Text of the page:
Weinstein maintains that his sexual encounters were consensual. His lawyers stress that some of his accusers even sent him affectionate messages afterward and only in recent years accused him of assault.
In cross-examining Perez on Friday, defense attorney Damon Cheronis asked her about Sciorra’s statement that she “may” have been raped.
“I didn’t say she ‘may have been raped.’ She said she WAS raped,” Perez responded.
Pressed on why she didn’t call the police or rush to Sciorra’s home when she couldn’t get through by phone, Perez maintained she was respecting her friend’s wishes.
Blaming the alleged victim is a longstanding strategy for defense attorneys, and it may still work. But it’s trickier amid the #MeToo movement, which Weinstein himself -- accused by more than 80 women of abuse or assault -- has the dubious distinction of galvanizing.
Sciorra spent more than five hours on the witness stand Thursday, questioned by the prosecution and defense in a series of alternating rounds.
“So, Ms. Sciorra, you’re a professional actress?” defense lawyer Donna Rotunno asked.
“I am a professional actress, yes,” Sciorra responded.
“So you’re trained, you’ve had many acting teachers, you’re trained, and as part of that job you pretend to be someone you’re not?” Rotunno continued.
“No,” Sciorra said.
Testifying before Perez on Friday was Barbara Ziv, a forensic psychiatrist who played a central role as an expert witness in the sexual assault trial that ended in Bill Cosby’s conviction.
Ziv, of Temple University, would help the jury understand what rape victims experience and would dispel myths about how they behave during and after the assault, as well as how memory works in a traumatic event, Assistant District Attorney Meghan Hast said in her opening argument Wednesday. She said Ziv had found that victims typically don’t fight off their attackers or immediately report the assault.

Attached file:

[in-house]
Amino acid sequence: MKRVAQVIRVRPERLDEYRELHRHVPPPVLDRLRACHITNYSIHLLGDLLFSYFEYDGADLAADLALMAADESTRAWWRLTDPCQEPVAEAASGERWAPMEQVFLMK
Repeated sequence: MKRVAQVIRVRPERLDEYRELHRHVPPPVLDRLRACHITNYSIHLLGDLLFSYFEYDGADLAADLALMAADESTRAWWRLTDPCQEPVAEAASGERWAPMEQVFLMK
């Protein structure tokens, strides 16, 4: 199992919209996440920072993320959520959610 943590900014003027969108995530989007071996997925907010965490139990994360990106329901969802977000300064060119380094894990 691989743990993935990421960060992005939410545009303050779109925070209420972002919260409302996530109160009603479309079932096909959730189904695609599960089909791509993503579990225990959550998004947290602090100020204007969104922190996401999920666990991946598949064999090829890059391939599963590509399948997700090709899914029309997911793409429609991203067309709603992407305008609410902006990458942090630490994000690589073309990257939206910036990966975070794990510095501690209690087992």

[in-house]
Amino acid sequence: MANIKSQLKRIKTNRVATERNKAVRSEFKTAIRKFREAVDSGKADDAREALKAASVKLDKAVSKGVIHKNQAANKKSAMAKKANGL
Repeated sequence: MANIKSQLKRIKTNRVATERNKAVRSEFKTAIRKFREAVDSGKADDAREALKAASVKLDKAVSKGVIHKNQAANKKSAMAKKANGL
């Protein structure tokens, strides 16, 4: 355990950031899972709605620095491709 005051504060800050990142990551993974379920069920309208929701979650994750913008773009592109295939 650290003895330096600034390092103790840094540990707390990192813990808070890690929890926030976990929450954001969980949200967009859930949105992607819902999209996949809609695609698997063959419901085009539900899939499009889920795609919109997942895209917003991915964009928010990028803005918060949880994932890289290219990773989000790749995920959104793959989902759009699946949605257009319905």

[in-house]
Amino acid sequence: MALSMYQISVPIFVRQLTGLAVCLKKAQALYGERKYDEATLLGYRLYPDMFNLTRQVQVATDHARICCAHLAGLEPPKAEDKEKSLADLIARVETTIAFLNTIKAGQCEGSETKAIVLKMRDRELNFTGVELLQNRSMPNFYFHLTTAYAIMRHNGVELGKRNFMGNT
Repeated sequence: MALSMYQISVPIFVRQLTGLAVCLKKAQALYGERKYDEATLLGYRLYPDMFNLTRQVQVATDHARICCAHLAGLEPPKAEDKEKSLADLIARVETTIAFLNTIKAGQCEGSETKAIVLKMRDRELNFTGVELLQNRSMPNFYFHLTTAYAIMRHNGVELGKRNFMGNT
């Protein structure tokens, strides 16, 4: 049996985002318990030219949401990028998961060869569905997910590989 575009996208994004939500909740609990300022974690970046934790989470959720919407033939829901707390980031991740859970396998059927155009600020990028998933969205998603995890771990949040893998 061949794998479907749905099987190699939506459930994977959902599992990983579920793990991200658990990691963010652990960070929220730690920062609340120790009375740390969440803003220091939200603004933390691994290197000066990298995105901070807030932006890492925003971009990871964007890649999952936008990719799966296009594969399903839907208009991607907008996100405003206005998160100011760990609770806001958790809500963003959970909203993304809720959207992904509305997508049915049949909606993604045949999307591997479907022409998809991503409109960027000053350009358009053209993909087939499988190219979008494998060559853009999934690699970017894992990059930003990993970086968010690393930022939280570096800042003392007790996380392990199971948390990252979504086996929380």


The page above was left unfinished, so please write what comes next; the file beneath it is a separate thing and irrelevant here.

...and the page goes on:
On cross-examination Friday, Weinstein’s lawyer Cheronis asked Ziv, “Have you heard about consensual unwanted sex?”
“I’ve heard of it, but I think it’s the most ridiculous concept,” Ziv said.
“Regarding consensual sex, can a person say, years later, how could I have had a sexual relationship with such a person?” Cheronis asked.
Ziv said that consent means “you have to agree before the event that you want to have sex” and that “people can have a regret about anything.”
Cheronis had told jurors in his opening statement that Ziv didn’t examine any of Weinstein’s accusers.
Read More: Weinstein Is ‘Serial Predator’ -- and Innocent -- Jury Is Told in Turn
Sciorra says Weinstein stalked her for years after the alleged rape. In one instance, she testified, he had staffers book her into a room next to his suite at a Riviera hotel during the Cannes film festival, where she was promoting the 1997 movie “Cop Land.”
She said she answered a 5 a.m. knock at the door, thinking it was the makeup artist arriving to prepare her for a media appearance. It was Weinstein in his underwear, holding a bottle of baby oil and a video, pushing his way in, she said.
Sciorra told the jury she frantically hit all the service buttons, hotel staff arrived and Weinstein left.
The case is People v. Weinstein, 450293/2018, New York State Supreme Court (Manhattan).